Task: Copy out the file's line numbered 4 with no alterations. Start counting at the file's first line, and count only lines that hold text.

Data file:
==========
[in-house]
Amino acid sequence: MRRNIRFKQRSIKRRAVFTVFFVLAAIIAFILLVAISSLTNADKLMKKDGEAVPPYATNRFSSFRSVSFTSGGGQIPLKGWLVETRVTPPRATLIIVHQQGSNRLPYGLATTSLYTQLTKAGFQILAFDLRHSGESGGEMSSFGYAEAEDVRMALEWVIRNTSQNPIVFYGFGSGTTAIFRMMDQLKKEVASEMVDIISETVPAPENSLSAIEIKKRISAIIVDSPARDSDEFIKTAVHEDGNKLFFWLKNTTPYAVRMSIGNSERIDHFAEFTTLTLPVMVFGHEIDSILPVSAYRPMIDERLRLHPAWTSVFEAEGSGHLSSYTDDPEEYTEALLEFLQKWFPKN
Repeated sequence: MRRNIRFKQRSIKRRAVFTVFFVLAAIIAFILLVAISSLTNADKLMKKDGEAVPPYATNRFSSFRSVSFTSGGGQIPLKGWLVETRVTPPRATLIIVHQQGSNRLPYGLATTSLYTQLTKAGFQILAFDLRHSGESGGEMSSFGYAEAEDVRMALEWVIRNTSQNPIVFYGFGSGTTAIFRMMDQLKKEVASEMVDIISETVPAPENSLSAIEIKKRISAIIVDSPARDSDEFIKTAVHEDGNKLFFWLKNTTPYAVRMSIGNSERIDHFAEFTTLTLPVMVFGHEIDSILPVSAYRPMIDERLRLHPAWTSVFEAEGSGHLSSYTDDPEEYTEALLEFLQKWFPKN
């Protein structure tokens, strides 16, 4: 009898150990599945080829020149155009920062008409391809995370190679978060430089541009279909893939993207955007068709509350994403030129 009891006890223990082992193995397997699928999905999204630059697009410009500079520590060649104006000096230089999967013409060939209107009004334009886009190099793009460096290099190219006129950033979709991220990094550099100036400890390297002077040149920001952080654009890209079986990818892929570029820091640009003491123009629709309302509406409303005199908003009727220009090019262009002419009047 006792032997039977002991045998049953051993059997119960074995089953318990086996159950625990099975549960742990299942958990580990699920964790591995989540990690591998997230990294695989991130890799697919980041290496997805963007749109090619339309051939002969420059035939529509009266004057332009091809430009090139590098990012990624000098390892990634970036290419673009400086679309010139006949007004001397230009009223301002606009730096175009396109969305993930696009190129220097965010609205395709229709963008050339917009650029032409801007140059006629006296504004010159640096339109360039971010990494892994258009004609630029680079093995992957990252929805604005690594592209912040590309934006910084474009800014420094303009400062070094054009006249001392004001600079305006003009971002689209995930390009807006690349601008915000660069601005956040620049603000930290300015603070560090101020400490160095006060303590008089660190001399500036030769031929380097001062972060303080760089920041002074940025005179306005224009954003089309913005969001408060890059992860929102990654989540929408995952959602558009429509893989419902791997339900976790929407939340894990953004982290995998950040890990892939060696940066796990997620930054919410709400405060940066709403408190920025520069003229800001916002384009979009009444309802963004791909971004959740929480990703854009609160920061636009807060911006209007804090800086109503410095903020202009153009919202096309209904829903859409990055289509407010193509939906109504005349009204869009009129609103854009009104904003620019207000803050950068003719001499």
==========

């Protein structure tokens, strides 16, 4: 009898150990599945080829020149155009920062008409391809995370190679978060430089541009279909893939993207955007068709509350994403030129 009891006890223990082992193995397997699928999905999204630059697009410009500079520590060649104006000096230089999967013409060939209107009004334009886009190099793009460096290099190219006129950033979709991220990094550099100036400890390297002077040149920001952080654009890209079986990818892929570029820091640009003491123009629709309302509406409303005199908003009727220009090019262009002419009047 006792032997039977002991045998049953051993059997119960074995089953318990086996159950625990099975549960742990299942958990580990699920964790591995989540990690591998997230990294695989991130890799697919980041290496997805963007749109090619339309051939002969420059035939529509009266004057332009091809430009090139590098990012990624000098390892990634970036290419673009400086679309010139006949007004001397230009009223301002606009730096175009396109969305993930696009190129220097965010609205395709229709963008050339917009650029032409801007140059006629006296504004010159640096339109360039971010990494892994258009004609630029680079093995992957990252929805604005690594592209912040590309934006910084474009800014420094303009400062070094054009006249001392004001600079305006003009971002689209995930390009807006690349601008915000660069601005956040620049603000930290300015603070560090101020400490160095006060303590008089660190001399500036030769031929380097001062972060303080760089920041002074940025005179306005224009954003089309913005969001408060890059992860929102990654989540929408995952959602558009429509893989419902791997339900976790929407939340894990953004982290995998950040890990892939060696940066796990997620930054919410709400405060940066709403408190920025520069003229800001916002384009979009009444309802963004791909971004959740929480990703854009609160920061636009807060911006209007804090800086109503410095903020202009153009919202096309209904829903859409990055289509407010193509939906109504005349009204869009009129609103854009009104904003620019207000803050950068003719001499």